South Korea purchases more bunker-busting missiles

The South Korean military procurement agency has quietly signed a contract for 90 more Taurus bunker-busting missiles.

The Defense Acquisition Program Administration, or DAPA, did not issue a news release about the purchase, however, which was likely aimed at not disturbing the warming trend in relations between North and South Korea,

Tension between both countries has been reduced dramatically as talks between North and South Korean diplomats have increased, and as the potential for a meeting between North Korean leader Kim Jong-un and U.S. President Donald Trump progresses.

The missile system is made by the German firm Taurus Systems GmbH. The contract was signed in February, according to DAPA spokesman Kang Hwan-seok.

The most recent contract is the second one since 2013 when DAPA ordered 170 of the missiles to arm the country’s F-15K fighter fleet. Each missile costs around $1.8 million.

The missiles are part of South Korea’s “kill chain” of preemptive strike weapons designed to take out North Korea’s underground facilities in a crisis. The missiles have a range of around 500 km (around 310 miles).

The Taurus missiles are said to be capable of destroying the North’s underground command-and-control and weapons storage facilities as well as Kim’s various hideouts. [source]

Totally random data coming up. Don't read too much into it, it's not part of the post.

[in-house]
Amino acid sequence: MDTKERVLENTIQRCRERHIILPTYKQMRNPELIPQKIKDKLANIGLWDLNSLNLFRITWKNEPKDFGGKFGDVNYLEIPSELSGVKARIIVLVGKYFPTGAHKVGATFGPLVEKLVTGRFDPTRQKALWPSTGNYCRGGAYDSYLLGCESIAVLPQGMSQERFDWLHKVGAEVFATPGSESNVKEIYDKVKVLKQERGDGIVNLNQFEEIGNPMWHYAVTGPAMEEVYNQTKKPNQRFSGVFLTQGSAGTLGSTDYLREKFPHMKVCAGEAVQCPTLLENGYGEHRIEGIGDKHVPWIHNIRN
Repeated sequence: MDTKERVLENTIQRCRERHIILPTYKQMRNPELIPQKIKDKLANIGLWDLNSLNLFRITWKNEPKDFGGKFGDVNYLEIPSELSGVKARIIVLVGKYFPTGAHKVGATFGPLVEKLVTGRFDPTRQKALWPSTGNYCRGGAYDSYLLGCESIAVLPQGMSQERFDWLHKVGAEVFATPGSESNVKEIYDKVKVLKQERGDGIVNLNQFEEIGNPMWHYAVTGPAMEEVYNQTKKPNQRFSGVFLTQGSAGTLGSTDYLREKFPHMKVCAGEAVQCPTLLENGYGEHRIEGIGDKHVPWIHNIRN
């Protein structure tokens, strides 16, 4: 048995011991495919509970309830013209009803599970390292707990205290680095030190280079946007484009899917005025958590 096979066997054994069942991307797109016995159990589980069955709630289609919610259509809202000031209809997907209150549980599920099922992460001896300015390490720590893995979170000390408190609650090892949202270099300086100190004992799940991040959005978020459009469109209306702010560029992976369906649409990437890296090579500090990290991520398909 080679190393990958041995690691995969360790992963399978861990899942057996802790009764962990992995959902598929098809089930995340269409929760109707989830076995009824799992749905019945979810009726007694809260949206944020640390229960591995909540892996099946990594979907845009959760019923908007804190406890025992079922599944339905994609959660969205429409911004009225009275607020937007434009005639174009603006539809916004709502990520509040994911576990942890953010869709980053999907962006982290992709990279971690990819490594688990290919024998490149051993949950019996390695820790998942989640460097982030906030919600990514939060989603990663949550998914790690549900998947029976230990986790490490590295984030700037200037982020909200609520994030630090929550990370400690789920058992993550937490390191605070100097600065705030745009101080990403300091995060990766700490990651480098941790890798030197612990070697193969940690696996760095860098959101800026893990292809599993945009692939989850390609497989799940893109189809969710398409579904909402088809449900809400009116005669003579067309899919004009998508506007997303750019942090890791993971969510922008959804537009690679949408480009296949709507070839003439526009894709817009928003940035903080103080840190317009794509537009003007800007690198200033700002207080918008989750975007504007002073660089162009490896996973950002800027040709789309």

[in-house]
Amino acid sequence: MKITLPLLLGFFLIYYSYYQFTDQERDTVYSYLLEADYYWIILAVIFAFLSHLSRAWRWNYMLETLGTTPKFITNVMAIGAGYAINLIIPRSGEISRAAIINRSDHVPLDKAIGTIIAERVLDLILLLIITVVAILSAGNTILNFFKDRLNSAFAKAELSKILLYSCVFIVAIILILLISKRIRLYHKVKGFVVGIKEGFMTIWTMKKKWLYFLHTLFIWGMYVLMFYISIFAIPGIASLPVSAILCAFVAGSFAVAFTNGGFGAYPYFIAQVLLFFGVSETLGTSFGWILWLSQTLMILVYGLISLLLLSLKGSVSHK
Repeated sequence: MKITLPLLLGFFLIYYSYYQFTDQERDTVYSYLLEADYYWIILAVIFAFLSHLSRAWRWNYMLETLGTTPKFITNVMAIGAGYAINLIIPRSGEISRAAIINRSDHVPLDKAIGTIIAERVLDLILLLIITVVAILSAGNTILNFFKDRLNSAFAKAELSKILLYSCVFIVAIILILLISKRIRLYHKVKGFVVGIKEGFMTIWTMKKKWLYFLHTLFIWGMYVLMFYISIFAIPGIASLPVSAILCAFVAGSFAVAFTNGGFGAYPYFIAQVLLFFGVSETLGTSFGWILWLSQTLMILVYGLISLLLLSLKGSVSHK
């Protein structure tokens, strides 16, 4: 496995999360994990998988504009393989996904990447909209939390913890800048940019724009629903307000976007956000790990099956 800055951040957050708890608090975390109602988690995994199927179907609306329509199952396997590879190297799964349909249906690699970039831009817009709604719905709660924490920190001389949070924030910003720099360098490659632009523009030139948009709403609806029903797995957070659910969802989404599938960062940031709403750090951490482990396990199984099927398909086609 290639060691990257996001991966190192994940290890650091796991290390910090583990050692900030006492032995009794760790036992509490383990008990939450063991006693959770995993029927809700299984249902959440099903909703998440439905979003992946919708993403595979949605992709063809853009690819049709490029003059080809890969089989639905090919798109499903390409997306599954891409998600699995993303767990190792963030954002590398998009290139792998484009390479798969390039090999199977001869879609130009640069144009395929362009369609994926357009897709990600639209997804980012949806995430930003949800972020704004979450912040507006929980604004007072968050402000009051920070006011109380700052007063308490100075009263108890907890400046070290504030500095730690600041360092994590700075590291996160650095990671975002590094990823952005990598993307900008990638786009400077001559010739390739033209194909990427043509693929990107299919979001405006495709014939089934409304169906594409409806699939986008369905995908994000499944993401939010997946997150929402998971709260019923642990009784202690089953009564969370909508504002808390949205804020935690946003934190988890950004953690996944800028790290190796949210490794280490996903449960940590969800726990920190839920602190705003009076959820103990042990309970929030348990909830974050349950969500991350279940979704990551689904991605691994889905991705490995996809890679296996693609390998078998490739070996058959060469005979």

Analysis: It makes sense not to announce the contract, but it also makes sense to go through with the purchase. No one yet knows what will come of the recent post-Olympics thaw in North-South relations or even if a summit between Kim and Trump will ever occur. Besides, the North’s modus operandi is to feign a thaw in relations long enough to extract concessions and buy time to continue development of its nuclear and ICBM programs.

South Korea’s liberal president desperately wants diplomacy to settle the decades-long dispute with North Korea, but he’s not about to take a risk with his country’s security, either. The purchase is productive and one of those he needs to make but hopes he never has to use.

Jon E. Dougherty is a political, foreign policy and national security analyst and reporter with nearly 30 years of experience in both fields. A U.S. Army veteran of Operation Enduring Freedom, he holds BA in Political Science from Ashford University and an MA in National Security Studies/Intelligence Analysis from American Military University.

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